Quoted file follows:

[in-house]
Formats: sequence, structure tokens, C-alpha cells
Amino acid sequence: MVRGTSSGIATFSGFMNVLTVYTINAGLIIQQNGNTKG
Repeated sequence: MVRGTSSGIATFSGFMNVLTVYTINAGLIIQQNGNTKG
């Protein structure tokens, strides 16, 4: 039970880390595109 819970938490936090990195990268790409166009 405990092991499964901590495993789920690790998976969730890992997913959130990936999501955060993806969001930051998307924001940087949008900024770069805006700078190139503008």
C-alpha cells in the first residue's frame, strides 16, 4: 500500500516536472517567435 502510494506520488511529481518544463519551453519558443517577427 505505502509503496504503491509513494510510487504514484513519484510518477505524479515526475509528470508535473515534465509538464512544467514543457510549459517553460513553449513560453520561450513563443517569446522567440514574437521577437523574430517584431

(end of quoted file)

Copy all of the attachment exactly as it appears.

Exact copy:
[in-house]
Formats: sequence, structure tokens, C-alpha cells
Amino acid sequence: MVRGTSSGIATFSGFMNVLTVYTINAGLIIQQNGNTKG
Repeated sequence: MVRGTSSGIATFSGFMNVLTVYTINAGLIIQQNGNTKG
């Protein structure tokens, strides 16, 4: 039970880390595109 819970938490936090990195990268790409166009 405990092991499964901590495993789920690790998976969730890992997913959130990936999501955060993806969001930051998307924001940087949008900024770069805006700078190139503008």
C-alpha cells in the first residue's frame, strides 16, 4: 500500500516536472517567435 502510494506520488511529481518544463519551453519558443517577427 505505502509503496504503491509513494510510487504514484513519484510518477505524479515526475509528470508535473515534465509538464512544467514543457510549459517553460513553449513560453520561450513563443517569446522567440514574437521577437523574430517584431